3. Writing

Learning from Home | School Closures & Quarantine | The Open Home

Writing does not have to be boring form filling, spelling tests and comprehension worksheets. I’m sure during isolation your kids will be missing school friends and family members so help them to stay connected whilst working on their writing at the same time by sending letters and postcards to friends. A simple postcard a day really will suffice. Gather them up at the end of the week and pop out for a quick stroll to the nearest postbox (if you’re not in official quarantine) and grab some much needed fresh air too. Perhaps stock up on postage stamps ahead of time.

 

4. Baking

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Missing all those sweet treats and coffee dates that made up part of your week? Well baking is a great way to eat cake whilst incorporating math skills in a hands on way. Stock up on ingredients now before school closures or quarantine hits and then once a week get your kids weighing ingredients, doubling recipes, halving the batter and setting the timer. Make a real party of it too, something to look forward to at the end of the school week or perhaps something to fill in the space where the kids are missing out on attending a group. Maths at it’s sweetest! (Pun intended)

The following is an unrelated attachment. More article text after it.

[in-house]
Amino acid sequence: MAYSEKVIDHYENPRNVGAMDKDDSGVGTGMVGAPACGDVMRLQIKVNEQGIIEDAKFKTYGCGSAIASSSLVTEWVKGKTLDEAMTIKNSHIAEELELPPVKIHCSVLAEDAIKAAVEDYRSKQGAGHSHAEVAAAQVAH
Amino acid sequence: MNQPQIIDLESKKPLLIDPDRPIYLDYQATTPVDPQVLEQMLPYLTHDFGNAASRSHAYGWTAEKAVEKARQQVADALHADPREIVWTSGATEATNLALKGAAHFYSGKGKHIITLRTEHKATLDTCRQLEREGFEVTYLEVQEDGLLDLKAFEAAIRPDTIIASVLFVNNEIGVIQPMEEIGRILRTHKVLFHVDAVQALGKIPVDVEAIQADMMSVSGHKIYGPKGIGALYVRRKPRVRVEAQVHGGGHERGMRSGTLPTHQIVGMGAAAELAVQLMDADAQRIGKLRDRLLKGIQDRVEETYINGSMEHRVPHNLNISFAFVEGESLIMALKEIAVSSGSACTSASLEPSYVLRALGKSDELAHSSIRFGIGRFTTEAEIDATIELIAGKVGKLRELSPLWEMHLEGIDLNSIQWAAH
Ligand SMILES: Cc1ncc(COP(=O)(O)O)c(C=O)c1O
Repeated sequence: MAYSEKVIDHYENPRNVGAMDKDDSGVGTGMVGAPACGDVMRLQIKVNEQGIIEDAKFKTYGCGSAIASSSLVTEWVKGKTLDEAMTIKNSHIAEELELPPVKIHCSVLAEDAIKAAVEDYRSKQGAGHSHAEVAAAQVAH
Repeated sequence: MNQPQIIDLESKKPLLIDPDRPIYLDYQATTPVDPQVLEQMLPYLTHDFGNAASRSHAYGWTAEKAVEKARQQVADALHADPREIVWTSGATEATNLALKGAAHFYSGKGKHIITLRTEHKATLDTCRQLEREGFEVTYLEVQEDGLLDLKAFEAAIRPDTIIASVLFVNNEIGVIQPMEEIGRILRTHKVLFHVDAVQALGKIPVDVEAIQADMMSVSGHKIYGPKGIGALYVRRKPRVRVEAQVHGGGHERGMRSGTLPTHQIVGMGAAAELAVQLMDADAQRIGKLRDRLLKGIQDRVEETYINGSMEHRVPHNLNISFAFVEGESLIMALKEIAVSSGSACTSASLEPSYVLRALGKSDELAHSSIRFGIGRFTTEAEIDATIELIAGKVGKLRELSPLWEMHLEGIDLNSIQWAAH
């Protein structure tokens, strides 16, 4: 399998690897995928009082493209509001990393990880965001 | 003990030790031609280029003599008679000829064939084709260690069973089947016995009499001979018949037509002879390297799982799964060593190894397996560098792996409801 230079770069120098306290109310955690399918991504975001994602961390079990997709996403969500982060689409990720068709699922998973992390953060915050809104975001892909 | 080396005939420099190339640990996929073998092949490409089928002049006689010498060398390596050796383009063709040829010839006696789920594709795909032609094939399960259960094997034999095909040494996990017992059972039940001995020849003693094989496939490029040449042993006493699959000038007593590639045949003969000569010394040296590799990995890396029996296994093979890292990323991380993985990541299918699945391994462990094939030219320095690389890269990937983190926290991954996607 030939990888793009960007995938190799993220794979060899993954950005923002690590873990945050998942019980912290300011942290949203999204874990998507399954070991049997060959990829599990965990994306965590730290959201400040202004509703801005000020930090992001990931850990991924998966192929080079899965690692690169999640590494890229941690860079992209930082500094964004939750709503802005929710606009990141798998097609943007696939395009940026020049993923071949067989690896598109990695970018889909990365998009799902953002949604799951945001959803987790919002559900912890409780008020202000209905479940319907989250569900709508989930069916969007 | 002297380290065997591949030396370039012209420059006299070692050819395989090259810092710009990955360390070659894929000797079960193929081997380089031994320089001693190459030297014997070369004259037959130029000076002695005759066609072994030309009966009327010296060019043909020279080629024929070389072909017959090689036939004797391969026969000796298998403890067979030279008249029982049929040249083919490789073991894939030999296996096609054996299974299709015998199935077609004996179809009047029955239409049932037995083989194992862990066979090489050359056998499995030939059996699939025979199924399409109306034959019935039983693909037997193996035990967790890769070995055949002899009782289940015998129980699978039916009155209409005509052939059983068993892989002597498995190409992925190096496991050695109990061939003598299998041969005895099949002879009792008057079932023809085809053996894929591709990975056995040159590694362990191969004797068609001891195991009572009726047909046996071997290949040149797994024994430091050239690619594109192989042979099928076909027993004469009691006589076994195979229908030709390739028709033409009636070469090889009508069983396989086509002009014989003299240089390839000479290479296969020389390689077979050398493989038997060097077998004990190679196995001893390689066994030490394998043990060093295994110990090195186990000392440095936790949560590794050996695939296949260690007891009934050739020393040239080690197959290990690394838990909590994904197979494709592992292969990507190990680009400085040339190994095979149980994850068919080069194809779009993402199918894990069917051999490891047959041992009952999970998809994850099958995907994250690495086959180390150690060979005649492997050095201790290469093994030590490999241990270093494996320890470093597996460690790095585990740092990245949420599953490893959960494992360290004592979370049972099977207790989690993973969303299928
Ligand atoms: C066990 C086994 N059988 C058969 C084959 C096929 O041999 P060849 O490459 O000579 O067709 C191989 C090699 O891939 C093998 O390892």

5. Games

Learning from Home | School Closures & Quarantine | The Open Home

Most board games include some sort of math skills, whether it be basic counting, sequencing or even geometry. Great for turn taking, patience building and family bonding too. There are also card games and parlour games, whatever takes your fancy. Perhaps pick a game a day or even schedule a (screen free) games afternoon once a week.